The Straight Razor Cure by Daniel Polansky
|Book Name:||The Straight Razor Cure|
|Publisher(s):||Hodder Paperbacks (UK) Doubleday (US)|
|Formatt:||Hardcover / Paperback / Audiobook / eBook|
|Genre(s):||Fantasy / Mystery|
|Release Date:||May 24, 2012 (UK) August 16, 2011 (US)|
Eloquence goes a long way towards making amends for selfish immorality, which is why the protagonist of Daniel Polansky’s The Straight Razor Cure makes the book enjoyable despite his general nature and a few irksome plot points.
Taking advantage of the cohesive nature of fantasy and detective-led crime novels The Straight Razor Cure drops us into Low Town, the “other side of the tracks” neighbourhood in the otherwise magnificent city of Rigus, where someone has decided to start snatching pauper children and leaving their remains out for detectives to find.
Our mysteriously unnamed protagonist, affectionately (if not originally) known as “the Warden”, may be the sort of hard-faced cynic regularly found roped into solving crime but, rather than working as an unwilling PI who has yet to find a less-distressing vocation, he unconventionally earns his crust drug dealing and engaging in occasional GBH-inducing activities.
When he finds the body of one of the missing children the Warden wants little to do with the situation beyond clearing his name from the suspect list, but is drawn back to the case by some well-timed guilt tripping. His uncharacteristic display of compassion, combined with a desire to prove that the keen investigating skills he employed during his time with the city police – before being unceremoniously stripped of his rank and thrown back into the gutter of Low Town – are still sharp, soon has him up to his bloodshot eyeballs in mauled bodies with little hope of finding the baddie doing the mauling. As he digs deeper, and terrifying creatures from the netherworld start getting involved, his motivations become more about self-preservation than a desire to do what’s right.
Although he doesn’t seem to have a name and is hopelessly addicted to drugs, the Warden is a great character, especially if you enjoy the grittier side of fantasy that we’re seeing so much of right now. Selfish, offensive and sometimes just plain cruel, Polansky’s main character tells it like it is with frequent witty social observations and a sizeable dollop of expletives.
Polansky gives his “hero” a voice that gracefully adapts to any given social situation, easily letting the reader believe in his intelligence and capability to rule whichever perch he happens to be sitting on – be it that of a middling soldier, a high level investigator or Low Town crime lord. His motivations are clear cut and are all the more convincing for the base selfishness that gives so much punch to his observational humour. Despite the first person narrative and his rather enjoyable tendency to run off at the mouth, the Warden manages to hang on to the dark secrets of his past that loom behind everything he does for the entire book, adding a cherry of intrigue to his drug-laced cake and giving the reader a reason to return to Low Town for the second instalment.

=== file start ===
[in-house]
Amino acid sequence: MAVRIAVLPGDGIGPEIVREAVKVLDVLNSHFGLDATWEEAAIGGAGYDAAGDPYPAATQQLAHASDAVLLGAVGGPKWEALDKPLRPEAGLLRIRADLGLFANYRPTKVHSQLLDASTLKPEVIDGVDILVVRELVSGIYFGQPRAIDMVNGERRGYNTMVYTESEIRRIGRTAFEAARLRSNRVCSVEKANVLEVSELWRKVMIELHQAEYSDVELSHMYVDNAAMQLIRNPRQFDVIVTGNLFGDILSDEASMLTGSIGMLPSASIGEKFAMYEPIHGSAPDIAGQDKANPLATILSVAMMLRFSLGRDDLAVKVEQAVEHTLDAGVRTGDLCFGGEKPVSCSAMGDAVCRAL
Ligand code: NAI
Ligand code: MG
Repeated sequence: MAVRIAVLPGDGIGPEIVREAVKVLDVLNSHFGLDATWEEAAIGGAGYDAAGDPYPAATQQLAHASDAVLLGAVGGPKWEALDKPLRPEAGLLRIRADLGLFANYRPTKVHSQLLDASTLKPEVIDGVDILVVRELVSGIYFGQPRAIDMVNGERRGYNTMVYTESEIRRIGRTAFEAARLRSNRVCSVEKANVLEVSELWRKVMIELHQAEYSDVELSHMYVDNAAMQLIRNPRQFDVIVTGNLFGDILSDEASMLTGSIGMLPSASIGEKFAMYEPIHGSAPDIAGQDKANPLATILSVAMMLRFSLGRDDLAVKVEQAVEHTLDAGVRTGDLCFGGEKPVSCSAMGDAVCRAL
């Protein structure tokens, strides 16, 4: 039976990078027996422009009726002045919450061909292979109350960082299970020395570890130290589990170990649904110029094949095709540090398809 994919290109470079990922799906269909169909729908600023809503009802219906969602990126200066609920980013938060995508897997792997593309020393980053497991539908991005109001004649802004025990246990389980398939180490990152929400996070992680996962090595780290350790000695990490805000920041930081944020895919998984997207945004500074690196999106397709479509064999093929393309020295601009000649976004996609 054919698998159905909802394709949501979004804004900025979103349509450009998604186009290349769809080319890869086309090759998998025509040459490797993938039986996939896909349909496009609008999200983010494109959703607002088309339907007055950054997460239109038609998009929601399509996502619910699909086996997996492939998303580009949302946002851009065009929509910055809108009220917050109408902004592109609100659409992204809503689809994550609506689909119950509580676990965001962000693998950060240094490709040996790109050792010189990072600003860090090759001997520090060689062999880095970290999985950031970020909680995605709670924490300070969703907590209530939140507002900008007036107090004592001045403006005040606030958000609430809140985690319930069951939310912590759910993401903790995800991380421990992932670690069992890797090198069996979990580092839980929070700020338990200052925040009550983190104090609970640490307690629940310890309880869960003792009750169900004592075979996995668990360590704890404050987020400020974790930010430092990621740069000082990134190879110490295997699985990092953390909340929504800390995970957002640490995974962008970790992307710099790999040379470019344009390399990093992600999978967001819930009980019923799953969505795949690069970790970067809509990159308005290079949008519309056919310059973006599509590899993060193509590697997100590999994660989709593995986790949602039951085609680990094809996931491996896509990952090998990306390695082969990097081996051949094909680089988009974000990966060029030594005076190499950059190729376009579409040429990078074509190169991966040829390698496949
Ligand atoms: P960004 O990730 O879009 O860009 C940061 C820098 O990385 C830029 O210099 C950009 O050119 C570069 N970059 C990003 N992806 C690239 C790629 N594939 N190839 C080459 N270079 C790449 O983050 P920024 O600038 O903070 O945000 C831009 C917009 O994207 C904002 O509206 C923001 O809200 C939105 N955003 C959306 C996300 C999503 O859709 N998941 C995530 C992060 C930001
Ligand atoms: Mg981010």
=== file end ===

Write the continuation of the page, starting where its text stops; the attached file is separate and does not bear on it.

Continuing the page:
Unfortunately the same can’t be said for the supporting cast of The Straight Razor Cure. Afflicted with piles (ouch) of stereotypes, the Warden’s nearest and dearest, passing acquaintances, clients, enemies and ex-employers all face the same fate of servitude to the plot. It’s unfortunate that such an articulate protagonist has so few opportunities for compelling interaction (you can see why he would be jaded). I don’t think an overabundance of stereotypes necessarily dooms a book (they’re stereotypically popular for a reason after all) but in this case they induced a far more distracting problem within the text – the portrayal of race.
Low Town is populated by various immigrants that are essentially based on shallow observations of Chinese, Caribbean and Spanish cultures. These background characters co-habit the warrens of the grimy borough, ruling their own little empires and serving as additional plot points where necessary.
Race is a difficult subject to explore and even more difficult to explore well. When creating a fantasy world, no matter how far removed from reality, it is inevitable that a certain amount of subjective influence will leak in from the author’s own life and experience, but it seems lazy at best and potentially offensive at worst to take all the obvious elements from a culture, slap a different name on it and plonk it into another medieval English setting in an attempt to add some colour to a half-built world. The chilled out Caribbean families and Chinese restaurant-dwelling gangster-emperor did little for the story itself. Their pigeonholed presence drastically hacks at all the hard work that went into portraying the Warden as an intelligent lord of the slums when he, and everyone else of his intellect, assesses everyone they meet based on where they hail from.
It’s possible that some of this is done on purpose to highlight the typical perception that you have to be a short-tempered xenophobe to enrol in the police force, but that then raises the question (which the reader may well be pondering anyway) of why the “Ice” – the best and most terrifying criminal investigator organisation in the world – receives any respect at all when they behave like little more than brutes and thugs.
However, a good book is more than the sum of its parts and despite my personal objections I found The Straight Razor Cure experience to be largely enjoyable for the story and the character. The simple murder mystery is pleasantly complicated by some imaginative and occasionally frightening fantastical elements, which disguise the twists to leave the reader with a satisfying climax.